Privatization by software starts with Her Majesty's Revenue & Customs

Thumbnail image for Treasury financial secretary David Gauke cuts ribbon at HMRC Digital Delivery Centre in Telford with Lucy Allan MP - 1 September 2015.pngHMRC’s plan to dissolve its core operations and have them reproduced as standard features of common business software will hollow out one of the largest departments of state and could lead to 80 per cent of 57,000 staff being made redundant.

The unheralded plan, outlined in HM Revenue and Customs “API Strategy” last week, goes further even than the last coalition government imagined in its 2012 Digital Strategy, which proposed automating 80 per cent of government jobs by having software programs do the work instead of people. Government jobs won’t just be automated by government software. They’ll become banal features of common business software. Back-office central government jobs will, with the computer systems they use to do their jobs, become back-end processing in accounting software produced by the likes of Sage.

HMRC’s API Strategy showed how digital privatization would cut HMRC back office work about 80 per cent. It said this would benefit HMRC by reducing its back office costs. But it did not spell out how.

The way digitization would cut costs was spelt out in an aside Cabinet Office wrote into its 2012 Digital Strategy: it would reduce employment costs by about 78 per cent, including the cost of buildings to house them and computer systems to help them do their work.

Thumbnail image for How HMRC's API Platform will form part of our Multi-Channel Digital Tax Platform - MDTP - from HMRC API Strategy - 1 September 2015.png.pngHMRC’s API strategy illustrated this by way of a Fischer Price diagram that showed almost a third of its dealings with the public were being conducted through each of three conventional channels: face-to-face, paper, and telephone. By 2018, third party software would be doing 80 per cent of this work.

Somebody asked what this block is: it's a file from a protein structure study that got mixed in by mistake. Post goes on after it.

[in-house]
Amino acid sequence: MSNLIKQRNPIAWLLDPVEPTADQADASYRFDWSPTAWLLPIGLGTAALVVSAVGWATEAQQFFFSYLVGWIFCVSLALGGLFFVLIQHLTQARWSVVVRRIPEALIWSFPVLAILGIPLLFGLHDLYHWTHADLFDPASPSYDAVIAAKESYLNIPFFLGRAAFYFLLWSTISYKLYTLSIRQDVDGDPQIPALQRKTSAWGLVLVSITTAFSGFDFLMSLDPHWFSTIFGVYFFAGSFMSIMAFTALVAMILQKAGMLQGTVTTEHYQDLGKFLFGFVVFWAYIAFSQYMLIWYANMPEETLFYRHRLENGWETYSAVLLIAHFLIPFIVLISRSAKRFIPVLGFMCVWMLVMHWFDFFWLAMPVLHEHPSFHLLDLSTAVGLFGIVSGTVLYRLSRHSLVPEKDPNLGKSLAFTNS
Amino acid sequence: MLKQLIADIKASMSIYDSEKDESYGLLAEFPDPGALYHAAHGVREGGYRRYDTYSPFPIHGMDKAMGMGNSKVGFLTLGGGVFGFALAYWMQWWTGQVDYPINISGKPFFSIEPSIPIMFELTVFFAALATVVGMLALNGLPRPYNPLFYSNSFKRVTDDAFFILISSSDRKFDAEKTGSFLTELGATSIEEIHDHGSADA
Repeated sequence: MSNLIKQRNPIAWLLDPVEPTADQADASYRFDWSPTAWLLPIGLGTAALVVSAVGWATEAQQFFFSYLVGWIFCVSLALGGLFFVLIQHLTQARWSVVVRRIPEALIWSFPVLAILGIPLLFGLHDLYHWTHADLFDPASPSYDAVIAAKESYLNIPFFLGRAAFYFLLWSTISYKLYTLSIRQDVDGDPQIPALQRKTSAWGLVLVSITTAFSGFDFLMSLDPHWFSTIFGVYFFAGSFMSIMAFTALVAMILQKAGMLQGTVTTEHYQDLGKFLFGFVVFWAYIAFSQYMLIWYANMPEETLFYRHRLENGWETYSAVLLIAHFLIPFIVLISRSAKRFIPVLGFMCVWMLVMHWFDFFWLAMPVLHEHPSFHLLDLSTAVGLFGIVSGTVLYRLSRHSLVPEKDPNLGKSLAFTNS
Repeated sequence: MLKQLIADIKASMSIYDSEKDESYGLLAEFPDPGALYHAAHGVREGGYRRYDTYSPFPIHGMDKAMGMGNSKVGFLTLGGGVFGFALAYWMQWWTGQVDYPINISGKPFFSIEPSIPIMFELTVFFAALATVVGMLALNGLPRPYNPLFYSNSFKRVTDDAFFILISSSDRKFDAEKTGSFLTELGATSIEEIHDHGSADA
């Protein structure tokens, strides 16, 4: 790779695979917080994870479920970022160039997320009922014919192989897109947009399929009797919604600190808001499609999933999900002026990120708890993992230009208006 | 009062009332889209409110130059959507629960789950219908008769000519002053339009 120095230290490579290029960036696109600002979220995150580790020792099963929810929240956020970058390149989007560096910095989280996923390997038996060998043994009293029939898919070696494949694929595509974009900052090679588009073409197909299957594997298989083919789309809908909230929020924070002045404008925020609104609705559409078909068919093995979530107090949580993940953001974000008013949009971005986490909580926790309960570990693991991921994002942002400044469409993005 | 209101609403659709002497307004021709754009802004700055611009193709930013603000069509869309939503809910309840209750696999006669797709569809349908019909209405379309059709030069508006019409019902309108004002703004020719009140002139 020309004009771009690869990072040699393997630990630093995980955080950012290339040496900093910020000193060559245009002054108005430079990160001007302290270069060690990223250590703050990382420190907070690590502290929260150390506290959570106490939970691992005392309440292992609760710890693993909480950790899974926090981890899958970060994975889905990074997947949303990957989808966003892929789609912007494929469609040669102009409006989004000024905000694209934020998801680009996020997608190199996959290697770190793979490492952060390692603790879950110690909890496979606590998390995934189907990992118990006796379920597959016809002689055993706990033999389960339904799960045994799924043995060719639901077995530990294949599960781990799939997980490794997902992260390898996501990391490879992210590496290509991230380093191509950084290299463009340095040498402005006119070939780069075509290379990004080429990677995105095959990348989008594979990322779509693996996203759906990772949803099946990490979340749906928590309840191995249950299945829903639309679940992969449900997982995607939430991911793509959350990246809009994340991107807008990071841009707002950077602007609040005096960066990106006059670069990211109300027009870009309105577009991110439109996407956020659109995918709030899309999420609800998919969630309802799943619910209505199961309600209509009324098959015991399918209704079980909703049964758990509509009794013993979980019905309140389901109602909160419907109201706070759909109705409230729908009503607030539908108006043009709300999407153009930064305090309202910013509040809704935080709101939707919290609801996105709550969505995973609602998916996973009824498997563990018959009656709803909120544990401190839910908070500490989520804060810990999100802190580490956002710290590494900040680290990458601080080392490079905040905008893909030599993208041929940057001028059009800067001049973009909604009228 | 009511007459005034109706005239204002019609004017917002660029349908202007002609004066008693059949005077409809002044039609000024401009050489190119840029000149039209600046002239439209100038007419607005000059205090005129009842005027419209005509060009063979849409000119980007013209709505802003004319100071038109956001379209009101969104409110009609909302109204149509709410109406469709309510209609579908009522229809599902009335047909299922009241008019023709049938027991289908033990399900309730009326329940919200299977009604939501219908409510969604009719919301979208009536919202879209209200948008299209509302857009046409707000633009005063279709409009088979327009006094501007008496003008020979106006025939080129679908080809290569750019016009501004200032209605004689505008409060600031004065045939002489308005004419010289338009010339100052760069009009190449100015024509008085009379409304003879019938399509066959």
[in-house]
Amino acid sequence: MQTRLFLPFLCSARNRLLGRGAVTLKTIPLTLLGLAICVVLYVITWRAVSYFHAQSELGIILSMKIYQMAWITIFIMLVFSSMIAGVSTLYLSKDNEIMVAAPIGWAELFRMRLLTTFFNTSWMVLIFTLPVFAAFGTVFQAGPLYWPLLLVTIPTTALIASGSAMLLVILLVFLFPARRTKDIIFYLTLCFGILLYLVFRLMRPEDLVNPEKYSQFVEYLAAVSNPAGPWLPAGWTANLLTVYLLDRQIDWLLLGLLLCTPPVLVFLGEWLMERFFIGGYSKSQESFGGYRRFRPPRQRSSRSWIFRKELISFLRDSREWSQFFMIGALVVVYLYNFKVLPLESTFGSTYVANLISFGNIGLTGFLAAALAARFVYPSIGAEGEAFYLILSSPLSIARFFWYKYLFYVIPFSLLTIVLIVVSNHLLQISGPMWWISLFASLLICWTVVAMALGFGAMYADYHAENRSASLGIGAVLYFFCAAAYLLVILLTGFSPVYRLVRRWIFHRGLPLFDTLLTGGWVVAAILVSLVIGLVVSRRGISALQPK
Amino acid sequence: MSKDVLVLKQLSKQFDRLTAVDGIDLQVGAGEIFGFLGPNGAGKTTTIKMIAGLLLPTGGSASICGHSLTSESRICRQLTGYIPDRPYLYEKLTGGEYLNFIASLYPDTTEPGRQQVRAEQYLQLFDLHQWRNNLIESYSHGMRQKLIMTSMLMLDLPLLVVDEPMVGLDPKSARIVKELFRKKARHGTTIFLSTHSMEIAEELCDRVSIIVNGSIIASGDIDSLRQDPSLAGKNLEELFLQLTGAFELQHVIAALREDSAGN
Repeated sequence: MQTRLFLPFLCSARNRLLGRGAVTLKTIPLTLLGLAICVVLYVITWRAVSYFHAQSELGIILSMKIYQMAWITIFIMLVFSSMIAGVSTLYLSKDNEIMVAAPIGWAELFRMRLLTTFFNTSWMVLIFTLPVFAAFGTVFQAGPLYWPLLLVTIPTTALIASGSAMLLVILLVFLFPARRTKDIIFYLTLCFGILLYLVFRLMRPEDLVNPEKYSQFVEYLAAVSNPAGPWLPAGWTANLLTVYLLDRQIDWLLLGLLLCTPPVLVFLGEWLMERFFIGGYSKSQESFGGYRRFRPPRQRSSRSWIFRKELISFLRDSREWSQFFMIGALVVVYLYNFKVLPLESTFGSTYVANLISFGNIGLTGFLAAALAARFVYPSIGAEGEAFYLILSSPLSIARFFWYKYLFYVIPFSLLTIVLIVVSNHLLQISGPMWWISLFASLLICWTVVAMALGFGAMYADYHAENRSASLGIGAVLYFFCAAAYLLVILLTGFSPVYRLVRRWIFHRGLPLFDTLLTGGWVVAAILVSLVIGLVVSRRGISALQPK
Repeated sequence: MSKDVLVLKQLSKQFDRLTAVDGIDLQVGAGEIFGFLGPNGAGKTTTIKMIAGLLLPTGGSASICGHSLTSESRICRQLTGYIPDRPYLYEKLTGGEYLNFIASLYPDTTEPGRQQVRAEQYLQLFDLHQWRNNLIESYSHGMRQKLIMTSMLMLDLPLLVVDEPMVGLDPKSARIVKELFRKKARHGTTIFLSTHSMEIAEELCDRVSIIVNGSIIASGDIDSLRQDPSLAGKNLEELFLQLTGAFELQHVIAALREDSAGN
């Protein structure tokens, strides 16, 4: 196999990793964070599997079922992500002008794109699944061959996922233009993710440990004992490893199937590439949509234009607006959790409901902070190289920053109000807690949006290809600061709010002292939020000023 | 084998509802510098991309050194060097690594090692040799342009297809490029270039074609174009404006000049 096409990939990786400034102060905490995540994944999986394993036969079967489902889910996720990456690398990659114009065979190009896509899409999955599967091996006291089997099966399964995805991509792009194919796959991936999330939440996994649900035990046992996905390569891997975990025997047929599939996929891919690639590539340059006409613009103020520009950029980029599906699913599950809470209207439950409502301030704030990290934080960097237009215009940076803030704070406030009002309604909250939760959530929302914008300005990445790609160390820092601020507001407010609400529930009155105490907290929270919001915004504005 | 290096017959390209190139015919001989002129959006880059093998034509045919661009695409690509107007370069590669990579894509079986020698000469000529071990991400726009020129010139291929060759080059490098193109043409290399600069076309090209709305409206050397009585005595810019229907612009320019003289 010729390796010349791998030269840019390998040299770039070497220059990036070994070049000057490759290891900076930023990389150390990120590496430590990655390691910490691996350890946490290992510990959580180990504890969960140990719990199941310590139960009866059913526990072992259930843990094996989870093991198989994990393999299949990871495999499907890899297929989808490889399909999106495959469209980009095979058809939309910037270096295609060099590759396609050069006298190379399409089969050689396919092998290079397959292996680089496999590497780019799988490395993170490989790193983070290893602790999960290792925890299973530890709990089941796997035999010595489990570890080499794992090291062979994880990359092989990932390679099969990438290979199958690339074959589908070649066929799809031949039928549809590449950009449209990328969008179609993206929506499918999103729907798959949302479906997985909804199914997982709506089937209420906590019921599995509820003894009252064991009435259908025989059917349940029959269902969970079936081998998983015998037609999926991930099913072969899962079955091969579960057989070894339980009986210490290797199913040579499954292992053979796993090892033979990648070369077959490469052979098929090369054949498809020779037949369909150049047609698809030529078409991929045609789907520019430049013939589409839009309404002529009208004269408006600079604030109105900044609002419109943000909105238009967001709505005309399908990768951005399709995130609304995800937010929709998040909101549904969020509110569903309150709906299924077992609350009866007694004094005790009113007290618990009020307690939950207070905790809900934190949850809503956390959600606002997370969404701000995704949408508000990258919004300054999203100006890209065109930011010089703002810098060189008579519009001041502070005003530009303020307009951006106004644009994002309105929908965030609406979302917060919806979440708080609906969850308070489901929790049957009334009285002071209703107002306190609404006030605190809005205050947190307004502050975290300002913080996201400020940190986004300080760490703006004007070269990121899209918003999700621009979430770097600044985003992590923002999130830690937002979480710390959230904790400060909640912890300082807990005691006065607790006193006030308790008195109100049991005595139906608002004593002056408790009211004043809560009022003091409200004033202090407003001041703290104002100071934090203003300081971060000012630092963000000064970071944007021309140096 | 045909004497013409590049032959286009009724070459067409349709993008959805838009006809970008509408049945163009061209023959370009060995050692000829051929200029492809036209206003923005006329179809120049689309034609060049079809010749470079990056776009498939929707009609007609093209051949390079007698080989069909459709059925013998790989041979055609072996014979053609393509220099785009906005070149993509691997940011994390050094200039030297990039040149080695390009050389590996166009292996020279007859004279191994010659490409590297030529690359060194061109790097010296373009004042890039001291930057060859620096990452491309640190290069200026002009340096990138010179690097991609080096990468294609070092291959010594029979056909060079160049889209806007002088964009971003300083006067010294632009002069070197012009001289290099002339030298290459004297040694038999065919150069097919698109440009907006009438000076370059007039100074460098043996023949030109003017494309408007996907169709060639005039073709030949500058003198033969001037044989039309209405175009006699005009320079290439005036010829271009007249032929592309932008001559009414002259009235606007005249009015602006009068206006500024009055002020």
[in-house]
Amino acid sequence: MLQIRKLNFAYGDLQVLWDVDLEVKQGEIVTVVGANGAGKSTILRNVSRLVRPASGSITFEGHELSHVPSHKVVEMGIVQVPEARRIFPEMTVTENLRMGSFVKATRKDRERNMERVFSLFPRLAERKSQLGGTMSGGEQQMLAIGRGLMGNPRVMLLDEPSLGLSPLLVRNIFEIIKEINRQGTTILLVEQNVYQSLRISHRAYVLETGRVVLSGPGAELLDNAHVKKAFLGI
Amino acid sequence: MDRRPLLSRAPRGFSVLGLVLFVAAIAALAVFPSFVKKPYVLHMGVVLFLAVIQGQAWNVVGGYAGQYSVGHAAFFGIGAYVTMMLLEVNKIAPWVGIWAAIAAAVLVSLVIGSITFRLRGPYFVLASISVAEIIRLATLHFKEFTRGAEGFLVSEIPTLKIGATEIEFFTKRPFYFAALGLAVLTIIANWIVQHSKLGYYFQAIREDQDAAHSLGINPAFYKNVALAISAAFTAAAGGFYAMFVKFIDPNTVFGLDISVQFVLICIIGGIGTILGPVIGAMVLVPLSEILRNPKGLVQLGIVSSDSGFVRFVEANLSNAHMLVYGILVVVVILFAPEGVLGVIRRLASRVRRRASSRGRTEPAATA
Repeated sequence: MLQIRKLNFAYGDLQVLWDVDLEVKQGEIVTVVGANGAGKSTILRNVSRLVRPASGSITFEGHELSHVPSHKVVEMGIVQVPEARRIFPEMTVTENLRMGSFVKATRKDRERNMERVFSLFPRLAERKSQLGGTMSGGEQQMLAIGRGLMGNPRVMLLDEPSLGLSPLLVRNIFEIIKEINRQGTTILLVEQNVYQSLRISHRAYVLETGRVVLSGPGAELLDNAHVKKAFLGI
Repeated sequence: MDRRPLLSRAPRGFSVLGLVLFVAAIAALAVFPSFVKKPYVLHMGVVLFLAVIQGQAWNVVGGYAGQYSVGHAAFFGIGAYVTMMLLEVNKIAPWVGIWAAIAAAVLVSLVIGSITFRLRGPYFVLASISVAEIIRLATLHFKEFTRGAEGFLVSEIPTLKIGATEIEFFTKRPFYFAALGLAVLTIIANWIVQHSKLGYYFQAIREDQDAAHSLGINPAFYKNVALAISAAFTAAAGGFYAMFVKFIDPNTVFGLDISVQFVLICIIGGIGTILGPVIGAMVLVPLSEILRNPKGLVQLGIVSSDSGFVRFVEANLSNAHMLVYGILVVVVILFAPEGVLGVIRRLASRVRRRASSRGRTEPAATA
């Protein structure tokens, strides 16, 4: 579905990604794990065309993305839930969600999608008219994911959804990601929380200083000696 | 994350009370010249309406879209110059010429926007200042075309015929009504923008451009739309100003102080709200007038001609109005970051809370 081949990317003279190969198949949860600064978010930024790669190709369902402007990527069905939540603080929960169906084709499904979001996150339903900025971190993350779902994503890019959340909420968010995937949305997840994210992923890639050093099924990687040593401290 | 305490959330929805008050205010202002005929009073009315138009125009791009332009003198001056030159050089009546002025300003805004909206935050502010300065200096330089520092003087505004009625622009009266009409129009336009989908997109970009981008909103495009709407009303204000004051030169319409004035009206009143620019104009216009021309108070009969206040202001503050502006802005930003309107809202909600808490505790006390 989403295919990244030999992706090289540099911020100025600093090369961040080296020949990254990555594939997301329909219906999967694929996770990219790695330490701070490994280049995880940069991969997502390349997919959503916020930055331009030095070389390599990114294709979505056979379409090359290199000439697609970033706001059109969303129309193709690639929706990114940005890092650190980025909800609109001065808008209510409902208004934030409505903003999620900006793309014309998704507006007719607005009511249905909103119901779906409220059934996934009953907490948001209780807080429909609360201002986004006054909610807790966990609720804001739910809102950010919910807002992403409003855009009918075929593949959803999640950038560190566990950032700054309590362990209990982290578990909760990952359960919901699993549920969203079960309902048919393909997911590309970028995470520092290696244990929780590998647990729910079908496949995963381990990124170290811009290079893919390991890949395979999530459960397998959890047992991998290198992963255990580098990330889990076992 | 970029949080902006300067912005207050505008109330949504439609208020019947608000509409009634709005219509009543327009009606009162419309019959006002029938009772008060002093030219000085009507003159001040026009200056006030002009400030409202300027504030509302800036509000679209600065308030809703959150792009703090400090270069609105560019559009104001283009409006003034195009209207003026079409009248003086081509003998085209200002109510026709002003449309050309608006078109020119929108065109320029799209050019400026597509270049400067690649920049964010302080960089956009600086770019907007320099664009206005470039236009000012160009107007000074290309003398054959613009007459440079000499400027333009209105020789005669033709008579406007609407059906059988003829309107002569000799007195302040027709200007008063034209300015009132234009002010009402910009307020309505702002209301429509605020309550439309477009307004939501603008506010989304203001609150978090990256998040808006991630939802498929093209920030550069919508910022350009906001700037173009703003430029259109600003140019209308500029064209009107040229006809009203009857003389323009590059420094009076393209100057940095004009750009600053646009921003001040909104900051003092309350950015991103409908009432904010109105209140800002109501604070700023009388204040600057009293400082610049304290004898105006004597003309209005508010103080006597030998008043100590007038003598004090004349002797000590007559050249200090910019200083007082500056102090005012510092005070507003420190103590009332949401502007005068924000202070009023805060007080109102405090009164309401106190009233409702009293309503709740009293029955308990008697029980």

But the API Strategy was little more than a promotional brochure to introduce business software developers to their new role at the vanguard of the government’s privatization programme.

For the real-world effect of digitization, you have to dig the numbers out of the publications HMRC is required by law to produce for adults.

Thumbnail image for HMRC staff numbers - 2011 to 2015 - from National Audit Office commentary in HRMC 2014-15 accounts.pngHMRC cut about 11,000 staff from its personal tax department between 2011 and 2015, according to National Audit Office commentary on HMRC’s annual accounts. This coincided with an increase the in the number of people filing their tax returns using HMRC’s online self-service, from 78 per cent in 2011 to 86 per cent this year.